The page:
Panel Paper: The Effect of Public Insurance On the Labor Supply of Childless Adults

Saturday, November 10, 2012 : 9:10 AM
Hall of Fame (Sheraton Baltimore City Center Hotel)

*Names in bold indicate Presenter

Thomas DeLeire, University of Wisconsin, Madison, Laura Dague, Texas A&M University and Lindsey Leininger, Chapin Hall at The University of Chicago

What is the effect of public health insurance coverage of childless adults on labor supply, both in terms of the probability of being employed and the level of earnings in the workforce?  Policymakers, in assessing options for expanding public benefits, are often concerned about the unintended consequences of these coverage options on private insurance coverage and on recipients’ participation in the labor market.  Eligibility for public health insurance coverage may reduce the incentive to remain in or return to the workforce and, among workers, reduce the incentive to increase work hours. This negative effect on labor supply could result from the reduced need for private, employer-sponsored coverage among recipients and because of the real possibility that increased earnings would disqualify them for public coverage.

The ACA is projected to extend health insurance coverage to an additional 32 million people and relies heavily on an expansion of Medicaid to do this – creating a new national income eligibility standard at 138% of the federal poverty level (FPL).  Medicaid expansions are expected to account for about half – 16 million people – of those who by 2019 will become newly eligible for health insurance under the federal health reform, and childless adults make up about 9.6 million of these.  The research literature to date has not been able to examine this important population, as this group is only recently gaining eligibility for Medicaid coverage. Our paper exploits the combination of a unique policy environment and excellent matched administrative data to produce the first causal estimates of the impact of Medicaid expansions on the labor supply of low-income childless adults.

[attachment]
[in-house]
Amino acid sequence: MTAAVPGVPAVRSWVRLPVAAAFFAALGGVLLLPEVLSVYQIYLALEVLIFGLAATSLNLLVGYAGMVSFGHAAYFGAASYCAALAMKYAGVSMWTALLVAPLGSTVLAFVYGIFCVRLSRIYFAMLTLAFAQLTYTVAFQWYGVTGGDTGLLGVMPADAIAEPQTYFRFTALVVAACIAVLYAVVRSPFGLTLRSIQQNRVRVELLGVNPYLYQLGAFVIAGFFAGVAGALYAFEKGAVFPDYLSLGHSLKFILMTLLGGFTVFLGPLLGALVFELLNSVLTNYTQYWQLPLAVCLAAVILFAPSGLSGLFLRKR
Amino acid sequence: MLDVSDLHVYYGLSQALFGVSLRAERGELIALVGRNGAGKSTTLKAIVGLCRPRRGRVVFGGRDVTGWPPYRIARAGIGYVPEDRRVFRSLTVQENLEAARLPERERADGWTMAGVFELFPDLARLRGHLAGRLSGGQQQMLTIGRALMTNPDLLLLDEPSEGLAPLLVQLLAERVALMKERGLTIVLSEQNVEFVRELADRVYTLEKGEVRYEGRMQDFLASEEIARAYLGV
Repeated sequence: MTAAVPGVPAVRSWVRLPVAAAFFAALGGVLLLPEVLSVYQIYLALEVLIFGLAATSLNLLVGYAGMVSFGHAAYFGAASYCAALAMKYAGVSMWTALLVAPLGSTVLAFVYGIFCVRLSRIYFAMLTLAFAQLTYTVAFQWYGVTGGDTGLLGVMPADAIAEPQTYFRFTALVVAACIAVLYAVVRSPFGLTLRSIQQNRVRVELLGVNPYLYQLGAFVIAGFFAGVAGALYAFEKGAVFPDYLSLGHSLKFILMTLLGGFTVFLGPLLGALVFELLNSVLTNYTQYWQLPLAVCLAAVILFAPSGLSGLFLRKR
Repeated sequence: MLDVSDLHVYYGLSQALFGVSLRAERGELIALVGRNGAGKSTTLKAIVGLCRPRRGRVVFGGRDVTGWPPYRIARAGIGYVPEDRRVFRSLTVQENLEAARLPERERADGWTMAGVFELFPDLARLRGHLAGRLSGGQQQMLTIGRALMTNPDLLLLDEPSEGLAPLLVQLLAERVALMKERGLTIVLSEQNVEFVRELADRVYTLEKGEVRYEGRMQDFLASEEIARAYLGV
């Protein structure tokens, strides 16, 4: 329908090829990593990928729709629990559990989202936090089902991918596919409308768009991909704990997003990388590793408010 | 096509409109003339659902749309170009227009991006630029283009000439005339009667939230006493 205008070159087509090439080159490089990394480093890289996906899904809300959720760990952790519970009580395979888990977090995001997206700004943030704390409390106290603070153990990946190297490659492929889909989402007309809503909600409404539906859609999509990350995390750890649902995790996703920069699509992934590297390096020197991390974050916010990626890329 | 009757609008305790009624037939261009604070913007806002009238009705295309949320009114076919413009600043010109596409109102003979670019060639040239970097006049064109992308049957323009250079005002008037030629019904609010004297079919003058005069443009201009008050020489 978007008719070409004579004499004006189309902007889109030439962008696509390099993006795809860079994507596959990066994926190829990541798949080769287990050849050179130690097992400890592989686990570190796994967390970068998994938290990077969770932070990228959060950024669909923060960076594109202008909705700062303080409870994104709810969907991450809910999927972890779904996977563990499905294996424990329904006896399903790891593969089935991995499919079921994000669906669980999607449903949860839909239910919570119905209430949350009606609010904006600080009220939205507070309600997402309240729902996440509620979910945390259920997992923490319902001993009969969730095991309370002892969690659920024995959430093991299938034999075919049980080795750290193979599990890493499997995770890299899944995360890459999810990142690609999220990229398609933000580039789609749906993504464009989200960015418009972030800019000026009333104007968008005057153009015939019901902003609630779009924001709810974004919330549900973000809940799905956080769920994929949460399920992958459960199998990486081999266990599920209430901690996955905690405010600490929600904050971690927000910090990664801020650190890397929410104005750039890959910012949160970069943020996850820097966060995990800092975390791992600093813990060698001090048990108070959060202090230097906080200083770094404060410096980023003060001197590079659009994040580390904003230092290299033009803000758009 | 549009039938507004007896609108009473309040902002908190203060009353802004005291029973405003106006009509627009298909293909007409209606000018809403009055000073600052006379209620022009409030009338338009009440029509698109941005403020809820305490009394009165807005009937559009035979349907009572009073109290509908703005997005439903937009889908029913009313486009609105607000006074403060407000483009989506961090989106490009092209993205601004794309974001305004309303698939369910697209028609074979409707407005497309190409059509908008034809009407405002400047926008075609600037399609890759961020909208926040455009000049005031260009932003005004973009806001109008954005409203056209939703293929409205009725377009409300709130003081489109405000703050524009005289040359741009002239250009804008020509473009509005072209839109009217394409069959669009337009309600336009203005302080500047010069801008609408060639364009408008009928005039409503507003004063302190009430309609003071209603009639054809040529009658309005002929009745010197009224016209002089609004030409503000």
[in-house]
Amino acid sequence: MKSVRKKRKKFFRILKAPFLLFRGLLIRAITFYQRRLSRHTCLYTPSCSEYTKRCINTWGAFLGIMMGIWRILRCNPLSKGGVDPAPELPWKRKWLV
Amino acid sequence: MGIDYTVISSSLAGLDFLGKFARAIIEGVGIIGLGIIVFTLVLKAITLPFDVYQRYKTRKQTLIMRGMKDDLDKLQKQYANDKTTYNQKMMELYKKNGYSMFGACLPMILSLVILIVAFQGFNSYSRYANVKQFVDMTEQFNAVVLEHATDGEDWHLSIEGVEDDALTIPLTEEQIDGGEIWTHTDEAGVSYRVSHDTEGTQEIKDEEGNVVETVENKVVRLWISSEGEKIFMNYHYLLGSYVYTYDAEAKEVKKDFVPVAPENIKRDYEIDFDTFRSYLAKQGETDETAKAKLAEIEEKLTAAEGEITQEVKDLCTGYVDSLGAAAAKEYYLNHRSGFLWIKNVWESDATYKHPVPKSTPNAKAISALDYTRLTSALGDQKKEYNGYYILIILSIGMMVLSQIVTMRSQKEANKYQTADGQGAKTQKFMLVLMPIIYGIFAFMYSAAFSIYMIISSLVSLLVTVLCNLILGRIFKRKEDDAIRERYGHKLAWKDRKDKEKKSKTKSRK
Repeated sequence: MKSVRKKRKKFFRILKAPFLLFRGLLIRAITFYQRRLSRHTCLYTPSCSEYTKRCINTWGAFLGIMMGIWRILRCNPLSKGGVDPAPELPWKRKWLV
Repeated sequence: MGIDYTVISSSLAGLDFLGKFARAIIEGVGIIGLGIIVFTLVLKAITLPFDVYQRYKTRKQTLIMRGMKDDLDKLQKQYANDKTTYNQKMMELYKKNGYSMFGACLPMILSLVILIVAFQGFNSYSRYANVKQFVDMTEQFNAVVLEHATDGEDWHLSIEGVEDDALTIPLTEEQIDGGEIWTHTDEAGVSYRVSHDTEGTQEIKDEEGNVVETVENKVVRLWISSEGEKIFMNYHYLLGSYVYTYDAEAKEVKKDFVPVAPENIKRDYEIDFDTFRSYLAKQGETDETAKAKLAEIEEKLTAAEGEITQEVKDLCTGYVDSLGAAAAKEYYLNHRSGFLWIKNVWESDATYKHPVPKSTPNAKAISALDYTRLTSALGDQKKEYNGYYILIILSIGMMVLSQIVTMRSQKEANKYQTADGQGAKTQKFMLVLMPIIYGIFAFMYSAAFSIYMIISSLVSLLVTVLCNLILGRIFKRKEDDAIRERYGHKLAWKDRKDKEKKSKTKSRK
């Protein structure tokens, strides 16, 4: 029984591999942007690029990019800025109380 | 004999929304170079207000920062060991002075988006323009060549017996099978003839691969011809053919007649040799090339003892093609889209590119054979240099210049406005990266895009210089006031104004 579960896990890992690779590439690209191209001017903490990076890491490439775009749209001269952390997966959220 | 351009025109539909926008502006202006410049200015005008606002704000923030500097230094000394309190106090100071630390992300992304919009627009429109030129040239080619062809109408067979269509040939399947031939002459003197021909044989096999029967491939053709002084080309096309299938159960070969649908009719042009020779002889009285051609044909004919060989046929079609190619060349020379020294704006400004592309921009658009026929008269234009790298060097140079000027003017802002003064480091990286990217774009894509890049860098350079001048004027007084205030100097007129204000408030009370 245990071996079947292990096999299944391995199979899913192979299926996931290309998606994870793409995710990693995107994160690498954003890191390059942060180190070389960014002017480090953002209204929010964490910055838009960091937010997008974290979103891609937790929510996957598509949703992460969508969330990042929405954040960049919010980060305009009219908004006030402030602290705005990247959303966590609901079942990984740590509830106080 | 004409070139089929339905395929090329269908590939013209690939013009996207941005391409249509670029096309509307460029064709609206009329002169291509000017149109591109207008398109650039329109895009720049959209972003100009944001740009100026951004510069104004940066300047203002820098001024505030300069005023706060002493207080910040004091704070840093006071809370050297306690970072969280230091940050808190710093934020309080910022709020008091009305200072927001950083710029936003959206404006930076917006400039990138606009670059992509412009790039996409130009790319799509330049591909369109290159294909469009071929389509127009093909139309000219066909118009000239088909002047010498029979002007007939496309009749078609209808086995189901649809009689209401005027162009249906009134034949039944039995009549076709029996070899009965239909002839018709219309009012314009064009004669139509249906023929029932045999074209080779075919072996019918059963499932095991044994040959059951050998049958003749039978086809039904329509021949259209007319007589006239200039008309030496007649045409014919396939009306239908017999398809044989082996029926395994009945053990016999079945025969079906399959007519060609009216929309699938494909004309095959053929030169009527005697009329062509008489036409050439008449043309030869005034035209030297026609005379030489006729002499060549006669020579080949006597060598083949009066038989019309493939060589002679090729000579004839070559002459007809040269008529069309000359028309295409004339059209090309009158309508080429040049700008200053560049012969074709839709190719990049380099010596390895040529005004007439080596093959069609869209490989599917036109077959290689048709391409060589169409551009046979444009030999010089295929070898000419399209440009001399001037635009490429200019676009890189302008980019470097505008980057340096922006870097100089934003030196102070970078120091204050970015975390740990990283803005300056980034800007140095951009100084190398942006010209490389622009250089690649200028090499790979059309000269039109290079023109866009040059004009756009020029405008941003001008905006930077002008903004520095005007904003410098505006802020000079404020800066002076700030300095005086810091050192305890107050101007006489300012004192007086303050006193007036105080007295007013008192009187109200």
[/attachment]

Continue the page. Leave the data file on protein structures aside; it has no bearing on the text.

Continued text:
Wisconsin’s BadgerCare Core Plan provides health care coverage to adults with no dependent children (childless adults) who have incomes below 200% FPL. Once enrolled, members receive a managed care benefit package and face only nominal cost-sharing.

Enrollment in the Core Plan started January 1, 2009 for limited groups and opened generally on July 15, 2009.  Application levels for the Core Plan quickly exceeded projections and program budget. Total program enrollment reached a high of 65,057. As a result of this unanticipated demand for the program, an enrollment cap was imposed on October 9, 2009.  Applications received after that date were placed on a waiting list.

We use a regression discontinuity design (Lee and Lemieux, 2010) and administrative enrollment and earnings data to conduct our analysis. In essence, this approach is to compare the labor supply of those who applied just prior to October 9, 2009 (just before the enrollment cap was implemented) with the labor supply of those who applied just after October 9, 2009 (just after the enrollment cap was set).  Importantly, this date was announced suddenly and was imposed due to budgetary reasons and should have been a surprise to applicants. We will take care to determine how sensitive our results are to the number of weeks prior to and following the October 9th cutoff date we include in creating our analytic samples.